Depression and borderline personality disorder (BPD) are both thought to be accompanied by alterations in the subjective experience of environmental rewards. We evaluated responses in women to sweet, bitter and neutral tastes (juice, quinine and water): 29 with depression, 17 with BPD and 27 healthy controls. The BPD group gave lower pleasantness and higher disgust ratings for quinine and juice compared with the control group; the depression group did not differ significantly from the control group. Juice disgust ratings were related to self-disgust in BPD, suggesting close links between abnormal sensory processing and self-identity in BPD...
July 2015: British Journal of Psychiatry: the Journal of Mental Science
Anne Schienle, Verena Leutgeb, Albert Wabnegger
The majority of morphometric studies on borderline personality disorder (BPD) found that diagnosed patients have a reduced amygdala volume. We sought to extend this finding by focusing on amygdala subdivisions (centromedial, laterobasal, superficial) and their association with symptom severity and disgust-related traits. Additional disorder-/disgust-relevant regions (insula, somatosensory cortex) were also investigated. We compared structural imaging data from 25 female BPD patients and 25 healthy women via voxel-based morphometry...
June 30, 2015: Psychiatry Research
Anne Schienle, Albert Wabnegger, Florian Schöngassner, Verena Leutgeb
The amygdala and the parietal cortex play a key role in the neural representation of personal space. Although the concept of personal space is clinically very relevant for borderline personality disorder (BPD), especially in affective contexts, it has not been investigated thus far with functional magnetic resonance imaging (fMRI). In this fMRI study, 25 female BPD patients and 25 healthy women were exposed to photos of angry, disgusted and neutral facial expressions. All stimuli were once shown as still photos, and once were zoomed-in in order to simulate intrusion into one's own personal space...
October 2015: Social Cognitive and Affective Neuroscience
Philip A Powell, Jane Simpson, Paul G Overton
In two studies, self-affirming the behavioral trait of kindness was examined as a method of regulating state disgust toward one's physical appearance. In Study 1, 56 participants (37 women, 19 men, Mage=33.16 years) completed either a questionnaire designed to self-affirm kindness or a control equivalent and rated their disgust, anger, sadness, and happiness toward their appearance and behavior. In Study 2, 116 individuals (83 women, 33 men, Mage=24.90 years) participated in the same experiment over the internet in an ecologically valid context...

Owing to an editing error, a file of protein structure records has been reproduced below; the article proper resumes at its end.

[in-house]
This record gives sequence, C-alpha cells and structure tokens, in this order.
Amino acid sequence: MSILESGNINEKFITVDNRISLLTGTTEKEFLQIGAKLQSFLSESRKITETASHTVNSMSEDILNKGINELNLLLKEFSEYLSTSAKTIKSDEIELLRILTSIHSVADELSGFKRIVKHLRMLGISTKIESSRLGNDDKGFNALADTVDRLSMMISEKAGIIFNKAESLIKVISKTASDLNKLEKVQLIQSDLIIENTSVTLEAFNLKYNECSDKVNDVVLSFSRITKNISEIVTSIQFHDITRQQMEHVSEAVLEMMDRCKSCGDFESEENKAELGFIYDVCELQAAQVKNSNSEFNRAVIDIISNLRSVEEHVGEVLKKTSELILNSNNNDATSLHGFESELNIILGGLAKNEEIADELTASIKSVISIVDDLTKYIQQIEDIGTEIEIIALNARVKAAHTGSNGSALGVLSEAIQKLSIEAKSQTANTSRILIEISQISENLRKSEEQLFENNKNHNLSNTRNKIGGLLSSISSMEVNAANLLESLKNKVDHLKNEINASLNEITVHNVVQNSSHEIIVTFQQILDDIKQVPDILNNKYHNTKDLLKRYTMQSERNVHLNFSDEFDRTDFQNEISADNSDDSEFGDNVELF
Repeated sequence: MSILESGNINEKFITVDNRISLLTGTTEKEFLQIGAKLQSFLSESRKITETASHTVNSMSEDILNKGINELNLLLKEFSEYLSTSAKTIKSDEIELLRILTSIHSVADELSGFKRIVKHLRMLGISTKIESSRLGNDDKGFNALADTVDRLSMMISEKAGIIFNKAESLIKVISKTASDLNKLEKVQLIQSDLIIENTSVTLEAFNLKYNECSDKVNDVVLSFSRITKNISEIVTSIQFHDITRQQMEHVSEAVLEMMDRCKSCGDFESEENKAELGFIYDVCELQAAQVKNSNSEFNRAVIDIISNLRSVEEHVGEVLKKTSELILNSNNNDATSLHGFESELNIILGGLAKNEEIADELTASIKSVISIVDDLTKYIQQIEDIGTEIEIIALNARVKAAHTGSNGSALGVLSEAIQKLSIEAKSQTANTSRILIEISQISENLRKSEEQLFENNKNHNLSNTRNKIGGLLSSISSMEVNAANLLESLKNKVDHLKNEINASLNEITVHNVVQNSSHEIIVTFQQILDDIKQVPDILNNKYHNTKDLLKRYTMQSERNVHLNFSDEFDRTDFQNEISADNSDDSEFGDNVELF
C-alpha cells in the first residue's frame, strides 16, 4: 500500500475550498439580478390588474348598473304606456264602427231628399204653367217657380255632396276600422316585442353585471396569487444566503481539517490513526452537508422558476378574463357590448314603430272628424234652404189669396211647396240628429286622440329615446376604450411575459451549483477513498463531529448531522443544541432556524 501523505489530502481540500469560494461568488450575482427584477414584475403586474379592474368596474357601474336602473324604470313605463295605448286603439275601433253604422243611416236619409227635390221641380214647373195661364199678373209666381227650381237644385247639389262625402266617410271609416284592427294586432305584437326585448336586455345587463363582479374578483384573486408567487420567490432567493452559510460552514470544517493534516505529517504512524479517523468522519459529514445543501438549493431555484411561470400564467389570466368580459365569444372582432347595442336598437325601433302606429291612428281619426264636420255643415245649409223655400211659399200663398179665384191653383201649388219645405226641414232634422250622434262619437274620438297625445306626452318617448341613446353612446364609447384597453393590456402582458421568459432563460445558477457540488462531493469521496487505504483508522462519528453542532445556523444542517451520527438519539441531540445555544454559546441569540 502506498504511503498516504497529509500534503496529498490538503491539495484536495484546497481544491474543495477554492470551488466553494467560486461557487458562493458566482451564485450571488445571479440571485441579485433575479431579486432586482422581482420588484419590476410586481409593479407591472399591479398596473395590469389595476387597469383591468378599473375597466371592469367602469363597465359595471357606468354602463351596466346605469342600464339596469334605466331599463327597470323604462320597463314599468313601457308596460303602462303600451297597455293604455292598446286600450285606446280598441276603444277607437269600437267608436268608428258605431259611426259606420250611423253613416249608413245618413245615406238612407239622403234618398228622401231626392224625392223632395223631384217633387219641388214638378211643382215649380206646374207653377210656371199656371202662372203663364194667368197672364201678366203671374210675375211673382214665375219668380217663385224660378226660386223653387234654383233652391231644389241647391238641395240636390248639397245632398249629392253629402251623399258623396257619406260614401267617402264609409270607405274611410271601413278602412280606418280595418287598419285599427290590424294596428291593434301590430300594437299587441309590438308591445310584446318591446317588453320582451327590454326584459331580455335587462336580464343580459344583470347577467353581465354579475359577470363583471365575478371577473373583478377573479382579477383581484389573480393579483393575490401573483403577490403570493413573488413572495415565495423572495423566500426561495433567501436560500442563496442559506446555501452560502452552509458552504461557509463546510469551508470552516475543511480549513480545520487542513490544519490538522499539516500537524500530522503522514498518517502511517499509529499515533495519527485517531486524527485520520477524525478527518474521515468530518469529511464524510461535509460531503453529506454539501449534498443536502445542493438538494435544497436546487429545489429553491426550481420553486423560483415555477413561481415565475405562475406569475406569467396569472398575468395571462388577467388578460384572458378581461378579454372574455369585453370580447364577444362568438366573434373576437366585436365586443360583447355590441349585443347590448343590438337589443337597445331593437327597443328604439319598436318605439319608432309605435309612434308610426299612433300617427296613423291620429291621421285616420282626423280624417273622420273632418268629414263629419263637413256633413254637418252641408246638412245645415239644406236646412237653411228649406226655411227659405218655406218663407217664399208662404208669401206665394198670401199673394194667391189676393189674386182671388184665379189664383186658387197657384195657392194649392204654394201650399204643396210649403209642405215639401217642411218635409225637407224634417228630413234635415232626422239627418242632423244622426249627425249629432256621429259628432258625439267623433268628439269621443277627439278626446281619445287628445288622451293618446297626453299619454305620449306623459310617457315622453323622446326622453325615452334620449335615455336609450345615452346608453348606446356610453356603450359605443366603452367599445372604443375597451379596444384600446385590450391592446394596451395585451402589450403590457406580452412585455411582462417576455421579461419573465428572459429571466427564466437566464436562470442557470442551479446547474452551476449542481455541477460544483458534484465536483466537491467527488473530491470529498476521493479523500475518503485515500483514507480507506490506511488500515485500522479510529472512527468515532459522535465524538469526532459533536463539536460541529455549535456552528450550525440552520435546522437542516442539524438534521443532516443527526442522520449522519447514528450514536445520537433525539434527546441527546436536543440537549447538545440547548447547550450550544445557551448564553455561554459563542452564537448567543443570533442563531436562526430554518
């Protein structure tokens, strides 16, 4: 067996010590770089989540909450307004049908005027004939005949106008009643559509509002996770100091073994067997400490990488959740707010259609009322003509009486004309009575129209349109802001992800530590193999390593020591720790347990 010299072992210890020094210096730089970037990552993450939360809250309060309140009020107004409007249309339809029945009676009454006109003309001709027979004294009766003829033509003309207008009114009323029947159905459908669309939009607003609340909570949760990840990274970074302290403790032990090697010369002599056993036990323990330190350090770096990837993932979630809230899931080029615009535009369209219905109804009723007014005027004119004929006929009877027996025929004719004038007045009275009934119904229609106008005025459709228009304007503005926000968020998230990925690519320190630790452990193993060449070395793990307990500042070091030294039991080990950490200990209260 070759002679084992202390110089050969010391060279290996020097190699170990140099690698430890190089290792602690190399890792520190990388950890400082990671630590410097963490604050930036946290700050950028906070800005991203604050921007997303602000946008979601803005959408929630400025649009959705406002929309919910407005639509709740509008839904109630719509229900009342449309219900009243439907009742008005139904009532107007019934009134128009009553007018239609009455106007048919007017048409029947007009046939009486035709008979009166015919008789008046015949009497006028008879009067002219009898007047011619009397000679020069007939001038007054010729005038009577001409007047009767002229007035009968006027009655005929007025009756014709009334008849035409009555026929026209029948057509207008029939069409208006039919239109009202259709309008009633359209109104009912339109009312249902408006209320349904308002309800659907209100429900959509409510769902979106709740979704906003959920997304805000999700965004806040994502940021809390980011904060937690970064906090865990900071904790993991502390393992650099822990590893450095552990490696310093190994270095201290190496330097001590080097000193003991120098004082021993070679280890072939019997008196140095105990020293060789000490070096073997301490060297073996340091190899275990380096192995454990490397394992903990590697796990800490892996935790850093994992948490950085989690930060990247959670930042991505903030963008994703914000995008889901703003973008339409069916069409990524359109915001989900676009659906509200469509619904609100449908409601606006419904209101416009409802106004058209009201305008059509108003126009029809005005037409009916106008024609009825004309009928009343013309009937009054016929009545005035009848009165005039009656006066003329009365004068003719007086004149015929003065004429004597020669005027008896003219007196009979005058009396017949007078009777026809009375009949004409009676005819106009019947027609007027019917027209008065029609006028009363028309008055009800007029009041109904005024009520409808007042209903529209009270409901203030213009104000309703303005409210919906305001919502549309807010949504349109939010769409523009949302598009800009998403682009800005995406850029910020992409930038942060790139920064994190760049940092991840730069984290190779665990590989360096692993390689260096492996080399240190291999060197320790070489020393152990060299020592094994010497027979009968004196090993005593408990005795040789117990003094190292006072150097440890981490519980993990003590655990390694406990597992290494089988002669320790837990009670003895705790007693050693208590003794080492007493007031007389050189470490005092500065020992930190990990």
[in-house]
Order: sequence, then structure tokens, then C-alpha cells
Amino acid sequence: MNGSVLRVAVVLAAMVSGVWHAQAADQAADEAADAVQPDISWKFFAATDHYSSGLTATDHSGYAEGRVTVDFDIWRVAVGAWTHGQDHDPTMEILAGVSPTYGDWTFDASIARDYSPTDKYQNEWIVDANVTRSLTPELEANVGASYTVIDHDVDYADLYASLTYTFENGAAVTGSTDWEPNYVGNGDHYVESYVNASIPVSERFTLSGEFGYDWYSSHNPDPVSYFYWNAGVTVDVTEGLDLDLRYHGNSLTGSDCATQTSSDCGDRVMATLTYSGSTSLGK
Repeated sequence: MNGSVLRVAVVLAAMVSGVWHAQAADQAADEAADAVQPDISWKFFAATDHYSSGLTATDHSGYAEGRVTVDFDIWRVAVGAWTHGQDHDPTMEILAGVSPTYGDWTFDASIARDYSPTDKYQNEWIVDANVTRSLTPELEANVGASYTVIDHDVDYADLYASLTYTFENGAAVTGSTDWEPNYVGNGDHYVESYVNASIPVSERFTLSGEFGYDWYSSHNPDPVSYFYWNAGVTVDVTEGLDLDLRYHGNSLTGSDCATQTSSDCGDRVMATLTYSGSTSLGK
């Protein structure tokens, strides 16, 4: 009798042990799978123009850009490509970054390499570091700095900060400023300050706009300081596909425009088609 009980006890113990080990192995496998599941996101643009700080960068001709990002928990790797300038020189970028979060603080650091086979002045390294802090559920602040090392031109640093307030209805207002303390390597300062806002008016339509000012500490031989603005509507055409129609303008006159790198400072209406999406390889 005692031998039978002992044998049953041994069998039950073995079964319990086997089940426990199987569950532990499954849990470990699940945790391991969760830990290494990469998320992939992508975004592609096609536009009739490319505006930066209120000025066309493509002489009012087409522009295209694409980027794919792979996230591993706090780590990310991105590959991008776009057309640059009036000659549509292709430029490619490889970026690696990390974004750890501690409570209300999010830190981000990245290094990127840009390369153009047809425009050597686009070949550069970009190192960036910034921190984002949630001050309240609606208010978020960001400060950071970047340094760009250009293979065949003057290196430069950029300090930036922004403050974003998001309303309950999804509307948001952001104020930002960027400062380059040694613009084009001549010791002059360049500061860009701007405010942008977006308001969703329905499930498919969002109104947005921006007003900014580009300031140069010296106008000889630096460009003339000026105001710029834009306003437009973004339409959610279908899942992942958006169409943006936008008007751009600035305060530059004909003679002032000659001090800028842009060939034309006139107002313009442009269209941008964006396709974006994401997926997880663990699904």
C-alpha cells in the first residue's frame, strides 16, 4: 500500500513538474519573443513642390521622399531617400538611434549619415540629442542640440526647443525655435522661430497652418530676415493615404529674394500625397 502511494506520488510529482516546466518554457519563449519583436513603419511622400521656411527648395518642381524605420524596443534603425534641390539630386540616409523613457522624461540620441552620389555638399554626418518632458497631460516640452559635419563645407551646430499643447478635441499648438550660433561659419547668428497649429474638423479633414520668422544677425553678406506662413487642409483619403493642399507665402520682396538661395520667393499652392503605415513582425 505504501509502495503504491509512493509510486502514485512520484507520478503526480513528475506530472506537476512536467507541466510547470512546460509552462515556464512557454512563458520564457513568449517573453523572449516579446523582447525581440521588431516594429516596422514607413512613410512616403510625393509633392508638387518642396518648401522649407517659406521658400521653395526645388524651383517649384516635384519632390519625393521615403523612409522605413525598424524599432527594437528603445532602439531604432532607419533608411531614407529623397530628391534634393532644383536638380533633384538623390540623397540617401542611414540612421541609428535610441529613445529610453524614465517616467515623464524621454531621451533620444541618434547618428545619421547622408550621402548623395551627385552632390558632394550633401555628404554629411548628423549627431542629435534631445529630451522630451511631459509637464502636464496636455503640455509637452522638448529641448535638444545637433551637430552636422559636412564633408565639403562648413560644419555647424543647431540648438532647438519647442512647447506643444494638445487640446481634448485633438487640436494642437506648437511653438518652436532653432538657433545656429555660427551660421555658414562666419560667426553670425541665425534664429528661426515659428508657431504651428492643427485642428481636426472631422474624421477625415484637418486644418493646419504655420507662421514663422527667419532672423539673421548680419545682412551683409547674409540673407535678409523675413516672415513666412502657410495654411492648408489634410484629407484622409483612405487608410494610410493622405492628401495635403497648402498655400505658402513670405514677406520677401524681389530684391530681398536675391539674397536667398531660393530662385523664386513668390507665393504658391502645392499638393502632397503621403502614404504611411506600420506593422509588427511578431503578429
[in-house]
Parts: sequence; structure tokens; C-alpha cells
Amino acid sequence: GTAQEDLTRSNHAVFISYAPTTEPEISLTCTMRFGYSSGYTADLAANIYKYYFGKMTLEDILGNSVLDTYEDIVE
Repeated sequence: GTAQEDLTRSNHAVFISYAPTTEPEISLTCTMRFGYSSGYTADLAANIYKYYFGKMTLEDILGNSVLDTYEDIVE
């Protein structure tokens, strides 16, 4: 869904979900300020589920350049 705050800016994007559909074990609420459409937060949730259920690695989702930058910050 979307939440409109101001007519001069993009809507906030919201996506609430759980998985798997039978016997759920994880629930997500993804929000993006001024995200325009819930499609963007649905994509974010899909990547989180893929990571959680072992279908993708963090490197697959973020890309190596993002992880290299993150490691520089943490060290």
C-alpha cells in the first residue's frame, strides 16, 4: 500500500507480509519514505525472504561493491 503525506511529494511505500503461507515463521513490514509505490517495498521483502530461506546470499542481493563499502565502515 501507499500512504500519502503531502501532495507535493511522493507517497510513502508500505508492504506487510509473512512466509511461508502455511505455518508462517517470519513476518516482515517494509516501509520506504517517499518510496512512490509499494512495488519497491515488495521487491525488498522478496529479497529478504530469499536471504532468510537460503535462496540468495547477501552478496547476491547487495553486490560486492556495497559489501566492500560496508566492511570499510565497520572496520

January 2015: Body Image
Cristiana Duarte, José Pinto-Gouveia, Cláudia Ferreira
Shame has been highlighted as a key component of eating psychopathology. However, the specific impact of body image shame on binge eating and the mechanisms through which it operates remained unexplored. The current study tests a model examining the role that body image shame plays in binge eating and the mediator effect of self-criticism on this association, while controlling for the effect of depressive symptoms, in 329 women from the general population and college students. Correlation analyses showed that binge eating is positively associated with depressive symptoms, body image shame, and self-criticism, namely with a more severe form of self-criticism characterized by self-disgust, hating and wanting to hurt the self - hated self...
December 2014: Eating Behaviors
Bunmi O Olatunji
The present study examined the extent to which engagement in health-related behaviours modulate disgust propensity, a purportedly stable personality trait. Participants were randomised into a health behaviour (n = 30) or control condition (n = 30). After a baseline period, participants in the health behaviour condition spent one week actively engaging in a clinically representative array of health-related behaviours on a daily basis, followed by a second week-long baseline period. Participants in the control condition monitored their normal use of health behaviours...
2015: Cognition & Emotion
Noelle B Smith, Ashton M Steele, Meara L Weitzman, Ana F Trueba, Alicia E Meuret
Self-directed disgust, a component of self-criticism, may present an important, yet unexplored emotion in the context of nonsuicidal self-injury (NSSI). The aim of this study was to examine the role of self-disgust in NSSI, specifically as a potential mediator in the relations between depression and NSSI as well as sexual abuse and NSSI, and to also better understand characteristics that might differentiate recent and past self-injurers. A total of 549 college students completed measures assessing NSSI, self-disgust, depression, anxiety sensitivity, and physical and sexual abuse...
2015: Archives of Suicide Research: Official Journal of the International Academy for Suicide Research